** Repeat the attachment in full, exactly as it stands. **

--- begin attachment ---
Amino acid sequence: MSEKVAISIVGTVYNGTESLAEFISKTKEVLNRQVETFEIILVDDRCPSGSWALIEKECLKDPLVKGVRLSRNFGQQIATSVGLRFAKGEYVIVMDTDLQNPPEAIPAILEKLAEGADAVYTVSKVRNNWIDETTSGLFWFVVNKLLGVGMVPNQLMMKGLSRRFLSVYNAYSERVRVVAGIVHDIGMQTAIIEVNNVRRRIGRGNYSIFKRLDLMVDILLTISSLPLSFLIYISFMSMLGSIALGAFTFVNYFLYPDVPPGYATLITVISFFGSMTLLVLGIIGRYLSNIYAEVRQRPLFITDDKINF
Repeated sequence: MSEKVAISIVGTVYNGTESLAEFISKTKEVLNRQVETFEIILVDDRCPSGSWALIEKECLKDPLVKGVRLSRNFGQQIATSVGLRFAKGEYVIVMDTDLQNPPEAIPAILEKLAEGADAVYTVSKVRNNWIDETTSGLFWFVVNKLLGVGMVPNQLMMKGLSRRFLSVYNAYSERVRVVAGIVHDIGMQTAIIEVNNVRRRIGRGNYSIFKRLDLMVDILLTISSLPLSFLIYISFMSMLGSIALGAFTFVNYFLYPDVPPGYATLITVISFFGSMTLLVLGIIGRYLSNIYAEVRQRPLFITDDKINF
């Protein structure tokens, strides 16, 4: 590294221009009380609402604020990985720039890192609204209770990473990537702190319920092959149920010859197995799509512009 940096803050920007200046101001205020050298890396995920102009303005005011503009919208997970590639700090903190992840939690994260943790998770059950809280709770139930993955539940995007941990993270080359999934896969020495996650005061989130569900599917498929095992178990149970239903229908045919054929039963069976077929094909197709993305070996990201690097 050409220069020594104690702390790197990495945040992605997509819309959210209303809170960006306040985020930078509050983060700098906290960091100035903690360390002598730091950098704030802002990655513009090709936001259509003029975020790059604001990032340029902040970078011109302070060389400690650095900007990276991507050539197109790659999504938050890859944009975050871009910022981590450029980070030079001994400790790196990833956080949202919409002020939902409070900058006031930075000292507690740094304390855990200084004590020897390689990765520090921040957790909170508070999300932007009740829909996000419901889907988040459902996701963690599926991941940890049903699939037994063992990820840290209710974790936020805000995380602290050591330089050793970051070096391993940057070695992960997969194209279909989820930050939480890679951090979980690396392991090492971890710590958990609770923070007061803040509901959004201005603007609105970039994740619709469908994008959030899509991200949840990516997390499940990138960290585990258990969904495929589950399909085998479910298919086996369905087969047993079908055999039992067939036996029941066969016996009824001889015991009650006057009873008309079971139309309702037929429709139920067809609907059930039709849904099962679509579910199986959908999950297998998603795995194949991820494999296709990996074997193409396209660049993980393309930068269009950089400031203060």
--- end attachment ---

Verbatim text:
Amino acid sequence: MSEKVAISIVGTVYNGTESLAEFISKTKEVLNRQVETFEIILVDDRCPSGSWALIEKECLKDPLVKGVRLSRNFGQQIATSVGLRFAKGEYVIVMDTDLQNPPEAIPAILEKLAEGADAVYTVSKVRNNWIDETTSGLFWFVVNKLLGVGMVPNQLMMKGLSRRFLSVYNAYSERVRVVAGIVHDIGMQTAIIEVNNVRRRIGRGNYSIFKRLDLMVDILLTISSLPLSFLIYISFMSMLGSIALGAFTFVNYFLYPDVPPGYATLITVISFFGSMTLLVLGIIGRYLSNIYAEVRQRPLFITDDKINF
Repeated sequence: MSEKVAISIVGTVYNGTESLAEFISKTKEVLNRQVETFEIILVDDRCPSGSWALIEKECLKDPLVKGVRLSRNFGQQIATSVGLRFAKGEYVIVMDTDLQNPPEAIPAILEKLAEGADAVYTVSKVRNNWIDETTSGLFWFVVNKLLGVGMVPNQLMMKGLSRRFLSVYNAYSERVRVVAGIVHDIGMQTAIIEVNNVRRRIGRGNYSIFKRLDLMVDILLTISSLPLSFLIYISFMSMLGSIALGAFTFVNYFLYPDVPPGYATLITVISFFGSMTLLVLGIIGRYLSNIYAEVRQRPLFITDDKINF
């Protein structure tokens, strides 16, 4: 590294221009009380609402604020990985720039890192609204209770990473990537702190319920092959149920010859197995799509512009 940096803050920007200046101001205020050298890396995920102009303005005011503009919208997970590639700090903190992840939690994260943790998770059950809280709770139930993955539940995007941990993270080359999934896969020495996650005061989130569900599917498929095992178990149970239903229908045919054929039963069976077929094909197709993305070996990201690097 050409220069020594104690702390790197990495945040992605997509819309959210209303809170960006306040985020930078509050983060700098906290960091100035903690360390002598730091950098704030802002990655513009090709936001259509003029975020790059604001990032340029902040970078011109302070060389400690650095900007990276991507050539197109790659999504938050890859944009975050871009910022981590450029980070030079001994400790790196990833956080949202919409002020939902409070900058006031930075000292507690740094304390855990200084004590020897390689990765520090921040957790909170508070999300932007009740829909996000419901889907988040459902996701963690599926991941940890049903699939037994063992990820840290209710974790936020805000995380602290050591330089050793970051070096391993940057070695992960997969194209279909989820930050939480890679951090979980690396392991090492971890710590958990609770923070007061803040509901959004201005603007609105970039994740619709469908994008959030899509991200949840990516997390499940990138960290585990258990969904495929589950399909085998479910298919086996369905087969047993079908055999039992067939036996029941066969016996009824001889015991009650006057009873008309079971139309309702037929429709139920067809609907059930039709849904099962679509579910199986959908999950297998998603795995194949991820494999296709990996074997193409396209660049993980393309930068269009950089400031203060």